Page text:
That's when hundreds of little bacteria!Finn show up to munch on his own bird-corpse (this episode is pretty morbid). To them, the body looks like a whole smorgasbord of delicious food. This time it's Jake as the skeptical one, saying that while he'll eat a lot of things, dead bodies aren't on the menu. Finn (making a fantastic face, as seen just below Jake) says it's a good conversation starter, though Jake doesn't budge. And just after the bacteria finish eating, a big wind blows everything away, pushing Finn and Jake into the next stage of the cycle.
Finn and Jake are arguably best as flowers, if only because how the episode handles the passage of time. The two speak in slow motion as days and nights pass them by in a rapid fashion. As they sing their song, caterpillars feast on their leaves, causing the two friends no shortage of anguish. But just as they're about to be nibbled into oblivion, some birds show up to save them. Still in slow motion, they praise their heroes as some TV-screen static shifts them into the next phase of their lesson.
Now they're caterpillars, baking under a harsh sun while looking for shelter and sustenance. While inching along, they come across a female caterpillar on her own, sending Finn into an immediate fit of goo-goo-eyes. She introduces herself as Erin, and says she's out looking for food and water for her family — but she's not sure if she'll make it. In fact, she almost collapses right then and there. Finn catches her, begging for a place of nourishment to show itself. Sure enough, Jake points to the very same oasis where they spent time as birds and flowers. The day is saved.The three nom on some choice leaves, resulting in a particularly anime-looking shot of Erin (would you kill me if I call it kawaii?). Everyone fills their stomach in short order and decides to relax atop a leaf as the sun sets. Jake forces Finn into a flirty situation with Erin, prompting the human-caterpillar to, out of nowhere, ask her if she wants to get married. What a romantic.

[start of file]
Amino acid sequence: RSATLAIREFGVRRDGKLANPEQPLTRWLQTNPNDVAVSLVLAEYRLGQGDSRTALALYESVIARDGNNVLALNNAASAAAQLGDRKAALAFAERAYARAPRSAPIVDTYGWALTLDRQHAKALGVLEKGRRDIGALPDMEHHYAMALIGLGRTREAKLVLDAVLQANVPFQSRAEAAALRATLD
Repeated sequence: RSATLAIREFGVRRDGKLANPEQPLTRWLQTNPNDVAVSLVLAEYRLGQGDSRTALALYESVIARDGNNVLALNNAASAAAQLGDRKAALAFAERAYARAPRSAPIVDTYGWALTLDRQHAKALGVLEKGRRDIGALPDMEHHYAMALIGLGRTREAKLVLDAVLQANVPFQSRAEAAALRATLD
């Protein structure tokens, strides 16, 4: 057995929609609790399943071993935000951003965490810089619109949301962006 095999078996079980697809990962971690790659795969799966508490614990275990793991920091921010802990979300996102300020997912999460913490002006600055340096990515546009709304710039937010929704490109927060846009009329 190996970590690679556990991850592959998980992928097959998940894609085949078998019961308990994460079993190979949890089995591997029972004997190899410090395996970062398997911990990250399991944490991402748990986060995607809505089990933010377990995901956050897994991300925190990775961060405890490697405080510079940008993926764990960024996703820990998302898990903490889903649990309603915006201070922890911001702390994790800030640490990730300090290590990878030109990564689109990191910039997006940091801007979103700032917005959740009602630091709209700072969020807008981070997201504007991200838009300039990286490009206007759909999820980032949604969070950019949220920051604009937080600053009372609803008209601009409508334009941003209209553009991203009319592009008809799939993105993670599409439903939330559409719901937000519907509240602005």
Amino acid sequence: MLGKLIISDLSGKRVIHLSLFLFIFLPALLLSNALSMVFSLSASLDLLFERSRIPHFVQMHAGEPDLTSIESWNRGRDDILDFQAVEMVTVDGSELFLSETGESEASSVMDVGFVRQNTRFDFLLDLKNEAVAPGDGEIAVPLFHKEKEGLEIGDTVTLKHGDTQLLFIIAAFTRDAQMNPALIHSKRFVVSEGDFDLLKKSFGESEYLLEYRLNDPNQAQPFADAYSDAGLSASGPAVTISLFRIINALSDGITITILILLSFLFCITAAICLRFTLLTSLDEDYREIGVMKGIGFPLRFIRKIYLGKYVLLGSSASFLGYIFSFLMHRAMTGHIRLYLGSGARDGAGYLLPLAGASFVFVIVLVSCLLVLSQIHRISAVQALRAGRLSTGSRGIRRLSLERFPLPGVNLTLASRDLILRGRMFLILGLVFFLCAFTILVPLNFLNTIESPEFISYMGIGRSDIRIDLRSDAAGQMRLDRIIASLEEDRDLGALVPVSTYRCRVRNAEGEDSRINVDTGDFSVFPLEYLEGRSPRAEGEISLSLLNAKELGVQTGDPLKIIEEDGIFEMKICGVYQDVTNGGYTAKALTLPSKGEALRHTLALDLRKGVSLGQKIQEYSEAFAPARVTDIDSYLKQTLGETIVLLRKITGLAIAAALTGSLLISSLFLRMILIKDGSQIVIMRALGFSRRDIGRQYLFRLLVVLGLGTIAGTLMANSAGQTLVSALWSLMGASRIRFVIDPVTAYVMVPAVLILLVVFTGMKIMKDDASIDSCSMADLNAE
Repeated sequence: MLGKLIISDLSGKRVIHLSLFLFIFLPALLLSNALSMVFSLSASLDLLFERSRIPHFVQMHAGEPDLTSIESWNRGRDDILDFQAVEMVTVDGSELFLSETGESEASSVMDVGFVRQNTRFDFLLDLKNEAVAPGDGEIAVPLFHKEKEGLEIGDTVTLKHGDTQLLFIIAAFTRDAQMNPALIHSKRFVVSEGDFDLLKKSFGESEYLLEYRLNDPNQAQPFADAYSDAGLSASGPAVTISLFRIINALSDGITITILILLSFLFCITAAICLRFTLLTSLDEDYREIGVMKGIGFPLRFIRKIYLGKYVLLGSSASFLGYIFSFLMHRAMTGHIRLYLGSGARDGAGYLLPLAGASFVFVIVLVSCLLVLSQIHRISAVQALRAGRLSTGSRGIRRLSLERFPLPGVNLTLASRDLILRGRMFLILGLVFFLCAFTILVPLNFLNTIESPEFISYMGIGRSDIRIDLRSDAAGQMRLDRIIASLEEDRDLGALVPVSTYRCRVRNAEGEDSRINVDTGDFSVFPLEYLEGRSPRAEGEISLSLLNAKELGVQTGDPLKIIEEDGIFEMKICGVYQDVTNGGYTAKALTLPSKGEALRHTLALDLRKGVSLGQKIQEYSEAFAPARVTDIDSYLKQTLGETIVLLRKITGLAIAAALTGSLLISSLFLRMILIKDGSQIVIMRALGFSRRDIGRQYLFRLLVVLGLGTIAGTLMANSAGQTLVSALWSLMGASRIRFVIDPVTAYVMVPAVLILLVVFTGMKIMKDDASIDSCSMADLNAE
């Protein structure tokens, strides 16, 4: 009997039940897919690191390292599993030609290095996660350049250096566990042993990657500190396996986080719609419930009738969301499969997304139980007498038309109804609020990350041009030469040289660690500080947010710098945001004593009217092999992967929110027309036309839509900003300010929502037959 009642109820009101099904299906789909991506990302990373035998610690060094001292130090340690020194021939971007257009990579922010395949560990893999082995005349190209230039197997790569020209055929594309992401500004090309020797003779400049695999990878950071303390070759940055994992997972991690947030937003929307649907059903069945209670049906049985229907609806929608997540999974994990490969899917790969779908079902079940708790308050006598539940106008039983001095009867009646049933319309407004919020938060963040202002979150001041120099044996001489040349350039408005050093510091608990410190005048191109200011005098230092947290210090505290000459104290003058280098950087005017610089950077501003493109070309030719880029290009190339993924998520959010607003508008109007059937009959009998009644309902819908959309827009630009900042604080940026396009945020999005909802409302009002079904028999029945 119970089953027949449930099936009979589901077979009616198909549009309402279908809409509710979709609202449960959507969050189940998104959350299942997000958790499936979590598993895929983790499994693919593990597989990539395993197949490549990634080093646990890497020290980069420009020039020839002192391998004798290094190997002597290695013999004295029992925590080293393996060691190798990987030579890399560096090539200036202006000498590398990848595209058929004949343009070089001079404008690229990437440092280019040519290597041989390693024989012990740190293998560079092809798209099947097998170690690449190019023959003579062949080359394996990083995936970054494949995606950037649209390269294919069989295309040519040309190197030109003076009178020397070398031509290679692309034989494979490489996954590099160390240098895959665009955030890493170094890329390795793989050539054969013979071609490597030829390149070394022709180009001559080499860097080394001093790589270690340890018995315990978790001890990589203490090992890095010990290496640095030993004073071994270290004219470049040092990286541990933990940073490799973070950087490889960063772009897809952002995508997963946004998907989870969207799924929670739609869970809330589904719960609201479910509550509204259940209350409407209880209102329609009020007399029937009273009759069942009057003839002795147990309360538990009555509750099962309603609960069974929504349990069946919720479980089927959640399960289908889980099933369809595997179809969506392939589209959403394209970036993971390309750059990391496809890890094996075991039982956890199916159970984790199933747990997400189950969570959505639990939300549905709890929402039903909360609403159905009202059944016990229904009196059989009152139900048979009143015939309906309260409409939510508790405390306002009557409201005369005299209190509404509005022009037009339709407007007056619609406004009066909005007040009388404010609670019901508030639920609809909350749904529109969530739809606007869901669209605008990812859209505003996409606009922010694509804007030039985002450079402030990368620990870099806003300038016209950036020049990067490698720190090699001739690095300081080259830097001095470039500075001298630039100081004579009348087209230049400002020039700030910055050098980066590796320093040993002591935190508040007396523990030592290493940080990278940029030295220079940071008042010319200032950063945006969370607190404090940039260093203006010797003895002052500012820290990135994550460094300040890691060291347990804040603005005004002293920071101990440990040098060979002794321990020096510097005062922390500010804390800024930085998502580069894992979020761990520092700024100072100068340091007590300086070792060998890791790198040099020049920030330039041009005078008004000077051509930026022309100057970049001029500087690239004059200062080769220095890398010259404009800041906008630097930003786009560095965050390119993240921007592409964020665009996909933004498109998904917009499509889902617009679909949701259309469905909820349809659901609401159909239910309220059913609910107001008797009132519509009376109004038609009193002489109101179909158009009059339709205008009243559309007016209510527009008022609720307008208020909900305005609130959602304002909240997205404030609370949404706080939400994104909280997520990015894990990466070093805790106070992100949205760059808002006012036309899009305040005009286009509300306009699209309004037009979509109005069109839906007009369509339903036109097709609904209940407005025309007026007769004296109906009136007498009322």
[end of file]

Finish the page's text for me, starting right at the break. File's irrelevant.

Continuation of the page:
Anyway, the scene skips to their wedding day, which is a beautiful affair attended by all the caterpillars of the oasis. Jake marries them and everyone cheers, but some small birds crash the party. As everyone is quickly snacked up by the birds, Finn tells Erin that he'll marry her again when they reach the caterpillar cycle again. Erin says she's down, but also tells him that, when she hits the bacteria phase, she might see what else is out there. Before the shocked Finn knows how to respond, he's a human again, choking down a mouthful of caterpillars. He spits them out on the table, but the whole experience has led him to a beautiful epiphany.
And thus begins another fantastic song. I don't know what it was about the style of Finn's performance, but it screamed of classic anime, to me. Plus, who knew Finn could tap-dance?
Once his song is over and enlightenment has been reached, Finn floats above the candy-kids, serene, like some kind of nature prophet. The kids still couldn't give a shit about the food chain, though, because they didn't experience its majesty first hand. They run off to go play in the obstacle course again and the episode ends like it started.
Kind of like the food chain. Well, would you look at that. They're so clever.
- None! This episode wasn't canonical, so there's little to muse over. Sometimes it's just nice to smell the roses.
All in all, this is a must-watch episode. Rather, it's a must-watch-ten-times-or-more episode. I hope they continue this trend of guest animators, continuing the process of cementing Finn and Jake as universal cartoon characters who can fit into any culture and style of animation.